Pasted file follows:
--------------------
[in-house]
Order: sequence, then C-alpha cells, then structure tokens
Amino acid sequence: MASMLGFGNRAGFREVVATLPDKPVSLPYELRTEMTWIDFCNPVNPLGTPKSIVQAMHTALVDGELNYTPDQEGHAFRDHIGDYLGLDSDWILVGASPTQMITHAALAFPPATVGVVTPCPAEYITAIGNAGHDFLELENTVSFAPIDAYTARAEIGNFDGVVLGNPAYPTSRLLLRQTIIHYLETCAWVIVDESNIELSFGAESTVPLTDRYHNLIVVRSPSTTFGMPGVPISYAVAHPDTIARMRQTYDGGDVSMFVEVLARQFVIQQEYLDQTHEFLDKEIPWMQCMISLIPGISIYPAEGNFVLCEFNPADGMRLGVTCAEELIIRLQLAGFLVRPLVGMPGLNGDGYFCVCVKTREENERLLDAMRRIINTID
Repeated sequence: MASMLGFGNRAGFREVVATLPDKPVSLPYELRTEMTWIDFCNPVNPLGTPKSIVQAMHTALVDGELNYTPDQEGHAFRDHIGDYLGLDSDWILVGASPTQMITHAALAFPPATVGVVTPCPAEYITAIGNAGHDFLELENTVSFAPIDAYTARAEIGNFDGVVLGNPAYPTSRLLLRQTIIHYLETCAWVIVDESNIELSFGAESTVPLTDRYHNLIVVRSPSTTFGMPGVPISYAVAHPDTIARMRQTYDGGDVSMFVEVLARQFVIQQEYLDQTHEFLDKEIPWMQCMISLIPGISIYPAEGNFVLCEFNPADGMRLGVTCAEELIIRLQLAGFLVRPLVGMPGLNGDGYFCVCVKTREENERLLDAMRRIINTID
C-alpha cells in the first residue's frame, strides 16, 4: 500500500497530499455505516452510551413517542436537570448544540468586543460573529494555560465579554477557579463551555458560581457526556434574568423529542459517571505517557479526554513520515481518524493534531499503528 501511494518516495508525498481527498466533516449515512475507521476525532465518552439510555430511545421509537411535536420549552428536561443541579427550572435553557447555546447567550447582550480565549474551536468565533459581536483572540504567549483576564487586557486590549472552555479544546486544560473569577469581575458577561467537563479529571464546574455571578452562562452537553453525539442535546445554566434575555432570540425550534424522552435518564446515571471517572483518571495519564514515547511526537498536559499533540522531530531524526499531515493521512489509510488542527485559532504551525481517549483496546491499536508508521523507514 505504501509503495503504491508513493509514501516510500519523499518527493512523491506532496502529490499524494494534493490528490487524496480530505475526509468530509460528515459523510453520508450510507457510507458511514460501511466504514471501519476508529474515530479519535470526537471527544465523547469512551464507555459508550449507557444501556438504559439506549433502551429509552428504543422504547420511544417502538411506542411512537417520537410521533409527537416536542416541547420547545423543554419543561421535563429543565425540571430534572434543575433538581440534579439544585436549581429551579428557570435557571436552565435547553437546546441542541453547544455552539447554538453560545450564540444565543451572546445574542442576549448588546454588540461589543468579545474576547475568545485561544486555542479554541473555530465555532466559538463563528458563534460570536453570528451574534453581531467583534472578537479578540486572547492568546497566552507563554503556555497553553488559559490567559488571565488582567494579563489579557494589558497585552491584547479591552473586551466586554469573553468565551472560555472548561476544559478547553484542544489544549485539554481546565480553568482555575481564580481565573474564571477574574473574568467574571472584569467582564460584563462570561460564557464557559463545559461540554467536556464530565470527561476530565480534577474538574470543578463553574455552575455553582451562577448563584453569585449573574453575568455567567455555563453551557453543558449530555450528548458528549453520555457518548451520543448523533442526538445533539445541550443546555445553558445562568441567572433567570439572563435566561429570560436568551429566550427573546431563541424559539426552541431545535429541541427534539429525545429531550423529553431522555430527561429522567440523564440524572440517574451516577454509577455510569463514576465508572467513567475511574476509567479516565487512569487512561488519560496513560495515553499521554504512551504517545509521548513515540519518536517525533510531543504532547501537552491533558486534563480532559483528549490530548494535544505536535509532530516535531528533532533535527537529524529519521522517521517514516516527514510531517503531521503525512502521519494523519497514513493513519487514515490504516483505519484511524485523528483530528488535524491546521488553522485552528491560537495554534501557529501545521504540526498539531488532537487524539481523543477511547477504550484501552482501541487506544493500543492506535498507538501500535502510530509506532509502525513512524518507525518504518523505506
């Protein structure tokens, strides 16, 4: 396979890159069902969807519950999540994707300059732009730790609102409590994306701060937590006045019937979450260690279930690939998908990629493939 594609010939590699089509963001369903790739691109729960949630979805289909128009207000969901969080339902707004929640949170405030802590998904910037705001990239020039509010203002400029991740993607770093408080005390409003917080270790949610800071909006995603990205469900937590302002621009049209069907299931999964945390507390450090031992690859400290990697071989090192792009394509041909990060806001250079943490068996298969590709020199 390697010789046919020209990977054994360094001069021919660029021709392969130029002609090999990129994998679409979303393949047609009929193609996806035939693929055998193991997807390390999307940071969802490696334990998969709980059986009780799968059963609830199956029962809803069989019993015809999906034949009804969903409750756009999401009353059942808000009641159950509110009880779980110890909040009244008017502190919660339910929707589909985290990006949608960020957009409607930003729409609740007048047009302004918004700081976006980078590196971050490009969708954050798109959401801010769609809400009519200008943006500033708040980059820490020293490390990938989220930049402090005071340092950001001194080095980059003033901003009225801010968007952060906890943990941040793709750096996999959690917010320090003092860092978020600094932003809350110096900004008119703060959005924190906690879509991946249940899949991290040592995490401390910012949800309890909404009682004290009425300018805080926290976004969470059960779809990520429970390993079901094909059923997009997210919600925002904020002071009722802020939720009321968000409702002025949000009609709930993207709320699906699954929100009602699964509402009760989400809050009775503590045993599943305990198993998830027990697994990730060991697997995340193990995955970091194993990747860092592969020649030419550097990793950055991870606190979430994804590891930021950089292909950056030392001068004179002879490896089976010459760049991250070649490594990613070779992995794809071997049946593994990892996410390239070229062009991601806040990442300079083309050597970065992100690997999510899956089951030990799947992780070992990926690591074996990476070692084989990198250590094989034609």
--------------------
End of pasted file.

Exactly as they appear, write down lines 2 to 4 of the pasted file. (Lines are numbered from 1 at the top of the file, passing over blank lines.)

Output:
Order: sequence, then C-alpha cells, then structure tokens
Amino acid sequence: MASMLGFGNRAGFREVVATLPDKPVSLPYELRTEMTWIDFCNPVNPLGTPKSIVQAMHTALVDGELNYTPDQEGHAFRDHIGDYLGLDSDWILVGASPTQMITHAALAFPPATVGVVTPCPAEYITAIGNAGHDFLELENTVSFAPIDAYTARAEIGNFDGVVLGNPAYPTSRLLLRQTIIHYLETCAWVIVDESNIELSFGAESTVPLTDRYHNLIVVRSPSTTFGMPGVPISYAVAHPDTIARMRQTYDGGDVSMFVEVLARQFVIQQEYLDQTHEFLDKEIPWMQCMISLIPGISIYPAEGNFVLCEFNPADGMRLGVTCAEELIIRLQLAGFLVRPLVGMPGLNGDGYFCVCVKTREENERLLDAMRRIINTID
Repeated sequence: MASMLGFGNRAGFREVVATLPDKPVSLPYELRTEMTWIDFCNPVNPLGTPKSIVQAMHTALVDGELNYTPDQEGHAFRDHIGDYLGLDSDWILVGASPTQMITHAALAFPPATVGVVTPCPAEYITAIGNAGHDFLELENTVSFAPIDAYTARAEIGNFDGVVLGNPAYPTSRLLLRQTIIHYLETCAWVIVDESNIELSFGAESTVPLTDRYHNLIVVRSPSTTFGMPGVPISYAVAHPDTIARMRQTYDGGDVSMFVEVLARQFVIQQEYLDQTHEFLDKEIPWMQCMISLIPGISIYPAEGNFVLCEFNPADGMRLGVTCAEELIIRLQLAGFLVRPLVGMPGLNGDGYFCVCVKTREENERLLDAMRRIINTID